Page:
|You are in: Skating|
Monday, 18 February, 2002, 04:10 GMT
Gold at last for Canadians
By BBC Sport Online's Alex Gubbay in Salt Lake City
Jamie Sale and David Pelletier finally received their gold medals in an emotional ceremony after Sunday's original dance competition at the Salt Lake Ice Center.
Their silver from the pairs skating final was upgraded to a second gold on Friday after an investigation revealed French judge Marie Reine Le Gougne had succumbed to pressure to vote for the Russian pair instead.
The initial champions, Elena Berezhnaya and Anton Sikharulidze, stood next to the Canadian pair on the podium as they were awarded the extra gold.
All four skaters chatted amicably behind the scenes beforehand, and Sale and Berezhnaya made a point of holding hands as they walked into the arena.
Receiving their medals, they proudly sang their anthems as the flags were simultaneously raised and then posed as one for photos and the delighted crowd.
"This was better than I expected," Pelletier enthused. "I think the four of us were part of history and that was something."
Sale had earlier said of getting their gold: "Everybody knows what we deserved - we are taking that home with us, and that is all that matters.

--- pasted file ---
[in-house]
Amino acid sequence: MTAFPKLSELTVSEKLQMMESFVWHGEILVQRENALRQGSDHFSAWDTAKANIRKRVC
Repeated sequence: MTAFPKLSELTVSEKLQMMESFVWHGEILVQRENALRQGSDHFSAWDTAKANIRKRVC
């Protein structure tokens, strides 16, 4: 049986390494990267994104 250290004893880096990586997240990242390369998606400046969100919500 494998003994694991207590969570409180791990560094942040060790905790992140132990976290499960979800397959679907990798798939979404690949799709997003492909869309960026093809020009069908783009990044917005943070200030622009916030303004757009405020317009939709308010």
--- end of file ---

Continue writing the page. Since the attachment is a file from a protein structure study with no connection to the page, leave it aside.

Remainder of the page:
"I hope it will make the rest of Canada happy and that all the fans who have given us such tremendous support were watching."
Games organisers clearly hope Sunday's ceremony will be the final act in the sorry saga now known as 'Skategate'.
But such welcome closure is unlikely - Pelletier himself admitted he wasn't "na´ve enough to assume that would happen straight away."
"Case solved for us, case not solved for skating," was his initial reaction on Friday to the news he and Sale would finally be awarded gold.
French judge Le Gougne has already been suspended indefinitely, and the whole system of subjective judging is likely to face a fundamental overhaul in the weeks and months ahead.
Other top Skating stories:
Links to more Skating stories are at the foot of the page.
Links to more Skating stories